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Loss of self, dignity cited
More than six out of 10 people who are HIV-positive say they would seek euthanasia or physician-assisted suicide if their disease led to dependency on others or loss of dignity, according to a new study published in the Aug. 3 issue of The Lancet.
Researchers from the Joint Center for Bioethics at the University of Toronto interviewed 32 HIV patients who participated in the HIV Ontario Observational Database from November 1996 to June 1998 about their feelings on euthanasia and assisted suicide. The researchers asked the patients under what circumstances they might consider either practice.
Sixty-three percent of participants said they would pursue euthanasia or assisted suicide as a means of ending their lives, while 9% said they had rejected the idea, and 28% remained undecided.
Many of those interviewed said physical deterioration led to dependency on others, a condition most found "intolerable." Respondents told researchers that they wanted maintain a sense of dignity, which would be undermined by a loss of community resulting from reduced mobility, exclusion and alienation by others, the patient’s own isolating actions, and a fear of rejection.
These factors combined to give patients a feeling that "their fundamental nature or essence had been irrevocably eroded, or that this was at risk of occurring," the study authors state. Participants determined that euthanasia and assisted suicide were a means of limiting the feeling of loss of self.
Physical disintegration and loss of community — the progressive diminishment of opportunities to initiate and maintain close personal relationships — combine to give HIV patients a feeling of "loss of self" that contributes to their desires for euthanasia or assisted suicide, researchers said.
Factors that lead to a feeling of loss of community, such as "disownment" by family, stigmatization, and histories of drug and/or sexual abuse, suggest that the decision to pursue euthanasia or assisted suicide could be altered if "meaningful changes in individuals’ social circumstances" were made, "independently from disease progression," the authors note.
Because guidelines governing euthanasia or assisted suicide policy are created mainly within the doctor-patient relationship, they might "obscure the role" of these "broader social influences," researchers concluded.
In an accompanying commentary, Anthony Back and Robert Pearlman from the University of Washington in Seattle point out that these findings have important implications for clinicians and policy-makers.
"For clinicians, this work is a kind of road map into the world of a person with a life-threatening illness who is considering physician-assisted suicide," Back said. "The complexity of loss of self suggests why simpler explanations, such as pain, depression, or high-control personality, each fail as individual explanations for the desire for assisted suicide. This complexity underscores the need for clinicians to consider the evaluation of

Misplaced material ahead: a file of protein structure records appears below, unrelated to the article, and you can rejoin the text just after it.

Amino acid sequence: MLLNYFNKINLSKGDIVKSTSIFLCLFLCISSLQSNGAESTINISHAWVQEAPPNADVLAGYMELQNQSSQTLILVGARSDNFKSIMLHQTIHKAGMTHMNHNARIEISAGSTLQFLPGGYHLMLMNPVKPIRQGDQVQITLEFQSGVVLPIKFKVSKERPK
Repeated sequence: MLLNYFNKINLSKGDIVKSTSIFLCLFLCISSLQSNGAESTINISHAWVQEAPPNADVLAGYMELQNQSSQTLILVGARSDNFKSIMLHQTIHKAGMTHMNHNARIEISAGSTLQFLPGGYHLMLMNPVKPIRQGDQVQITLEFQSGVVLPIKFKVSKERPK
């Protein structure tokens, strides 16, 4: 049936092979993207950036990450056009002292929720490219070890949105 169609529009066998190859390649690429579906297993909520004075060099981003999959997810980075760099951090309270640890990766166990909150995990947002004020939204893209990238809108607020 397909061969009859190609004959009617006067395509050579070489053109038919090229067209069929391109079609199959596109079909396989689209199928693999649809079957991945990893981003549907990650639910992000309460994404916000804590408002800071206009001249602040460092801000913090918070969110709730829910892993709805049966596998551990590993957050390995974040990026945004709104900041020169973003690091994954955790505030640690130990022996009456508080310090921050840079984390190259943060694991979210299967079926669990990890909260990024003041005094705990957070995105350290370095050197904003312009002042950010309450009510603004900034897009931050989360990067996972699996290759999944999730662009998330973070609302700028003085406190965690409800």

a request for physician-assisted suicide as an important clinical skill."
Researchers note that policies asking clinicians to make judgments about whether a patient has intolerable suffering do not address the loss of community described in this study.
"What they do not point out is that policies requiring clinicians to decide whether a patient has suffered enough, or has lost enough, or is isolated enough, are judgments that cannot be captured neatly in policy guidelines," the commenters wrote.
"What policy-makers could do in responding to physician-assisted suicide would be to require that availability of reasonable palliative care be taken into account in any patient’s decision-making process about assisted suicide. Such a requirement could set a benchmark standard for palliative care that would be useful in the USA, where expert palliative care is not reliably available. However, even discussing policies that presume that physician-assisted suicide is allowable in some circumstances is enough to push more than a few hot buttons."
Health system the publisher
For many people, dying and death are uncomfortable — even frightening — subjects. But a new book aims to help ease the fears of those who are dying as well as their caregivers and loved ones by simply educating them about the process of death.
The Guide to End of Life Issues discusses all aspects of the dying process. The book explains the terms that accompany a person’s final stages of health care, such as "life-enhancing care" and "life-supporting treatment." It also includes guidance on the creation of a living will and durable power of attorney for health care.
The book was published by Alexian Brothers Health System in St. Louis using a grant from The Incarnate Word Foundation, also in St. Louis.
The book deals directly with the difficult issue of withdrawing life support from a loved one. Other topics covered in the book include pain management and the use of alternative medicines, such as aromatherapy and acupuncture.
A "Patient Bill of Rights" emphasizes the dying person’s rights to respect, dignity, compassion, and honesty.
The publishers of the book say they hope the book will help individuals and their families identify and achieve their own end-of-life goals in harmony with their personal, cultural, and spiritual understandings.
"Now that medical technology offers us so many ways of prolonging life, making decisions at the end of your life has become even more difficult. What’s more, the process of dying runs into complications when people carry expectations with them of how they will die and what meaning there is in their death," says Mike Roth, chief executive officer of Alexian Brothers Sherbrooke Village and Alexian Brothers Lansdowne Village, which are long-term care facilities operated in St. Louis by Alexian Brothers Health System.